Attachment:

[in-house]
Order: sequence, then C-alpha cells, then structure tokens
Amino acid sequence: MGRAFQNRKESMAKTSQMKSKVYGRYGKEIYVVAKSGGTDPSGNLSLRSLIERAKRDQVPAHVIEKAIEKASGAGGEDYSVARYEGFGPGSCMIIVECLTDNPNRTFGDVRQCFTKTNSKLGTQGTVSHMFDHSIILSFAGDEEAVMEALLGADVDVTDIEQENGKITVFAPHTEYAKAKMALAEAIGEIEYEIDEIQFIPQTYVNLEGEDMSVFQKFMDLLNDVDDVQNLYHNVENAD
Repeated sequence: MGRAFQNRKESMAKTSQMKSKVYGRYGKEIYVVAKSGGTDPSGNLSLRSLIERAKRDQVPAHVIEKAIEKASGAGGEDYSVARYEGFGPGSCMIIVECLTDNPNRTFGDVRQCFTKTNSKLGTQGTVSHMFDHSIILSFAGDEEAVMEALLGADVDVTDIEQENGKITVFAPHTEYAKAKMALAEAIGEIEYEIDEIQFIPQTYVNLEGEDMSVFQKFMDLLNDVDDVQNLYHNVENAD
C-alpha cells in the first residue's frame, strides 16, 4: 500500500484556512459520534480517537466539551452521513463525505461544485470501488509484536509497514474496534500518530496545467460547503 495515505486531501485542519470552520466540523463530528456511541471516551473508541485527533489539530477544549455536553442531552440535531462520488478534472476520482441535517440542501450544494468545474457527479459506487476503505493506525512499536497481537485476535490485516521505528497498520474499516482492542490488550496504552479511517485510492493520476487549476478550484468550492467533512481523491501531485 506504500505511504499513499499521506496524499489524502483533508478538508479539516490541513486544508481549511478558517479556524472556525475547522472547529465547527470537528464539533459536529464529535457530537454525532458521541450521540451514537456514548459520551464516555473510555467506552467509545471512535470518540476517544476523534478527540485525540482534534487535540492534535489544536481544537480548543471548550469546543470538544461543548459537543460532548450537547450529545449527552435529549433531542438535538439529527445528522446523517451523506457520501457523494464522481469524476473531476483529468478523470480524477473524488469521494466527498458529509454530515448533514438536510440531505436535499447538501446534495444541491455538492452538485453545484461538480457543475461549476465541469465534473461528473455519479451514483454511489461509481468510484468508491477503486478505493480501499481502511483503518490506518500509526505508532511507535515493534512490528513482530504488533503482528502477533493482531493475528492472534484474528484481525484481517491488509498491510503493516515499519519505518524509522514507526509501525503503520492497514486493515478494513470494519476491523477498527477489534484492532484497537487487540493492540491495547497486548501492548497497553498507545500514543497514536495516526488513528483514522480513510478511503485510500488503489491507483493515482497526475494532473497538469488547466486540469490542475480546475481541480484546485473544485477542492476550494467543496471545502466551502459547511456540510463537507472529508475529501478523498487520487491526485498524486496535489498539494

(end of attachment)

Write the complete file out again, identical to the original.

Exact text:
[in-house]
Order: sequence, then C-alpha cells, then structure tokens
Amino acid sequence: MGRAFQNRKESMAKTSQMKSKVYGRYGKEIYVVAKSGGTDPSGNLSLRSLIERAKRDQVPAHVIEKAIEKASGAGGEDYSVARYEGFGPGSCMIIVECLTDNPNRTFGDVRQCFTKTNSKLGTQGTVSHMFDHSIILSFAGDEEAVMEALLGADVDVTDIEQENGKITVFAPHTEYAKAKMALAEAIGEIEYEIDEIQFIPQTYVNLEGEDMSVFQKFMDLLNDVDDVQNLYHNVENAD
Repeated sequence: MGRAFQNRKESMAKTSQMKSKVYGRYGKEIYVVAKSGGTDPSGNLSLRSLIERAKRDQVPAHVIEKAIEKASGAGGEDYSVARYEGFGPGSCMIIVECLTDNPNRTFGDVRQCFTKTNSKLGTQGTVSHMFDHSIILSFAGDEEAVMEALLGADVDVTDIEQENGKITVFAPHTEYAKAKMALAEAIGEIEYEIDEIQFIPQTYVNLEGEDMSVFQKFMDLLNDVDDVQNLYHNVENAD
C-alpha cells in the first residue's frame, strides 16, 4: 500500500484556512459520534480517537466539551452521513463525505461544485470501488509484536509497514474496534500518530496545467460547503 495515505486531501485542519470552520466540523463530528456511541471516551473508541485527533489539530477544549455536553442531552440535531462520488478534472476520482441535517440542501450544494468545474457527479459506487476503505493506525512499536497481537485476535490485516521505528497498520474499516482492542490488550496504552479511517485510492493520476487549476478550484468550492467533512481523491501531485 506504500505511504499513499499521506496524499489524502483533508478538508479539516490541513486544508481549511478558517479556524472556525475547522472547529465547527470537528464539533459536529464529535457530537454525532458521541450521540451514537456514548459520551464516555473510555467506552467509545471512535470518540476517544476523534478527540485525540482534534487535540492534535489544536481544537480548543471548550469546543470538544461543548459537543460532548450537547450529545449527552435529549433531542438535538439529527445528522446523517451523506457520501457523494464522481469524476473531476483529468478523470480524477473524488469521494466527498458529509454530515448533514438536510440531505436535499447538501446534495444541491455538492452538485453545484461538480457543475461549476465541469465534473461528473455519479451514483454511489461509481468510484468508491477503486478505493480501499481502511483503518490506518500509526505508532511507535515493534512490528513482530504488533503482528502477533493482531493475528492472534484474528484481525484481517491488509498491510503493516515499519519505518524509522514507526509501525503503520492497514486493515478494513470494519476491523477498527477489534484492532484497537487487540493492540491495547497486548501492548497497553498507545500514543497514536495516526488513528483514522480513510478511503485510500488503489491507483493515482497526475494532473497538469488547466486540469490542475480546475481541480484546485473544485477542492476550494467543496471545502466551502459547511456540510463537507472529508475529501478523498487520487491526485498524486496535489498539494